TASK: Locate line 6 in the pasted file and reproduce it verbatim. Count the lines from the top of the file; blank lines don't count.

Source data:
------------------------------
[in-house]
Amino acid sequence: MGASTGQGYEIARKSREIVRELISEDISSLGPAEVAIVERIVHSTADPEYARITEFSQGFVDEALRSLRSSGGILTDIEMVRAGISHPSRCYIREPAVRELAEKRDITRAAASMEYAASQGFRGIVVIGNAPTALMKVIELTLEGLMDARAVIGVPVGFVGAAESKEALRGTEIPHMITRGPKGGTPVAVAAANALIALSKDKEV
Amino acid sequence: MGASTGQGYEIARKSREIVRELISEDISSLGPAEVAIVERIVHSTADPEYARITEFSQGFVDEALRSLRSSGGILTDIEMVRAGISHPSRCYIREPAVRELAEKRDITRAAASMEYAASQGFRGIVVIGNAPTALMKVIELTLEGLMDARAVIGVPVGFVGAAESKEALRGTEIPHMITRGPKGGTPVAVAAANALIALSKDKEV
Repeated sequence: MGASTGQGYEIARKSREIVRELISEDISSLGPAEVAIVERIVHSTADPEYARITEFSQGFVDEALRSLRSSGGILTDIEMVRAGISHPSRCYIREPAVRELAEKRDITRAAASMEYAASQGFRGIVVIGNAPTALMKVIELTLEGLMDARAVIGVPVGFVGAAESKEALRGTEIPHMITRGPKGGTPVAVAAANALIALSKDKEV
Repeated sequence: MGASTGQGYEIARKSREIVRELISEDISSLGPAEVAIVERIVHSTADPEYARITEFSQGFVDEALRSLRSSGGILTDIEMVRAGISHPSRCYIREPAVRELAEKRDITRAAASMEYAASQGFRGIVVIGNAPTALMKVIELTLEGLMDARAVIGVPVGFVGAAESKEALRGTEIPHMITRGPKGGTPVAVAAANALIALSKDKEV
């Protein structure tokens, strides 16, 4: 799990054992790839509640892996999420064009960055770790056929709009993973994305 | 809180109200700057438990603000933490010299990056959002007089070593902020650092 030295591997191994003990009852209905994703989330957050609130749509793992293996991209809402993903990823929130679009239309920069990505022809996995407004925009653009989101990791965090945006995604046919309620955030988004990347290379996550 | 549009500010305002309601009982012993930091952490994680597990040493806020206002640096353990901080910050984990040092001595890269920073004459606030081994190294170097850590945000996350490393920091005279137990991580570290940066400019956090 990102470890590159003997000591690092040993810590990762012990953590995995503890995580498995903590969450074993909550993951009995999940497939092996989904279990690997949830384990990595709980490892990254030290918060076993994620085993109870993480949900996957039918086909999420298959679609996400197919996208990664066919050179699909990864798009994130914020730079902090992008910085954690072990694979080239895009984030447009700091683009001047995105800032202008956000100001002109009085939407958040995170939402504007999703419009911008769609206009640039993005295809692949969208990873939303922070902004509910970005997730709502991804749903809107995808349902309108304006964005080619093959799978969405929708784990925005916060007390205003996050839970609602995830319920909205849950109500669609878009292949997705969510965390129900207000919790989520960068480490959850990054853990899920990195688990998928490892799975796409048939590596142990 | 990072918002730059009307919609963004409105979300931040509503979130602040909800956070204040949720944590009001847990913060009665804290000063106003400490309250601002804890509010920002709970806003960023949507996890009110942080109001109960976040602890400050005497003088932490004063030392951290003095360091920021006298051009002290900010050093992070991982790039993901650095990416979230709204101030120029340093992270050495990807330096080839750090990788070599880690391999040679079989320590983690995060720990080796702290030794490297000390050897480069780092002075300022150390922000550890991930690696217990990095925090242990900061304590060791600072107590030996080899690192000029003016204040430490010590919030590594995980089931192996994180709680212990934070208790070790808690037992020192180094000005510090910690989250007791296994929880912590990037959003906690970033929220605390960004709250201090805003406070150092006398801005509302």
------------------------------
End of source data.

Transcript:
């Protein structure tokens, strides 16, 4: 799990054992790839509640892996999420064009960055770790056929709009993973994305 | 809180109200700057438990603000933490010299990056959002007089070593902020650092 030295591997191994003990009852209905994703989330957050609130749509793992293996991209809402993903990823929130679009239309920069990505022809996995407004925009653009989101990791965090945006995604046919309620955030988004990347290379996550 | 549009500010305002309601009982012993930091952490994680597990040493806020206002640096353990901080910050984990040092001595890269920073004459606030081994190294170097850590945000996350490393920091005279137990991580570290940066400019956090 990102470890590159003997000591690092040993810590990762012990953590995995503890995580498995903590969450074993909550993951009995999940497939092996989904279990690997949830384990990595709980490892990254030290918060076993994620085993109870993480949900996957039918086909999420298959679609996400197919996208990664066919050179699909990864798009994130914020730079902090992008910085954690072990694979080239895009984030447009700091683009001047995105800032202008956000100001002109009085939407958040995170939402504007999703419009911008769609206009640039993005295809692949969208990873939303922070902004509910970005997730709502991804749903809107995808349902309108304006964005080619093959799978969405929708784990925005916060007390205003996050839970609602995830319920909205849950109500669609878009292949997705969510965390129900207000919790989520960068480490959850990054853990899920990195688990998928490892799975796409048939590596142990 | 990072918002730059009307919609963004409105979300931040509503979130602040909800956070204040949720944590009001847990913060009665804290000063106003400490309250601002804890509010920002709970806003960023949507996890009110942080109001109960976040602890400050005497003088932490004063030392951290003095360091920021006298051009002290900010050093992070991982790039993901650095990416979230709204101030120029340093992270050495990807330096080839750090990788070599880690391999040679079989320590983690995060720990080796702290030794490297000390050897480069780092002075300022150390922000550890991930690696217990990095925090242990900061304590060791600072107590030996080899690192000029003016204040430490010590919030590594995980089931192996994180709680212990934070208790070790808690037992020192180094000005510090910690989250007791296994929880912590990037959003906690970033929220605390960004709250201090805003406070150092006398801005509302």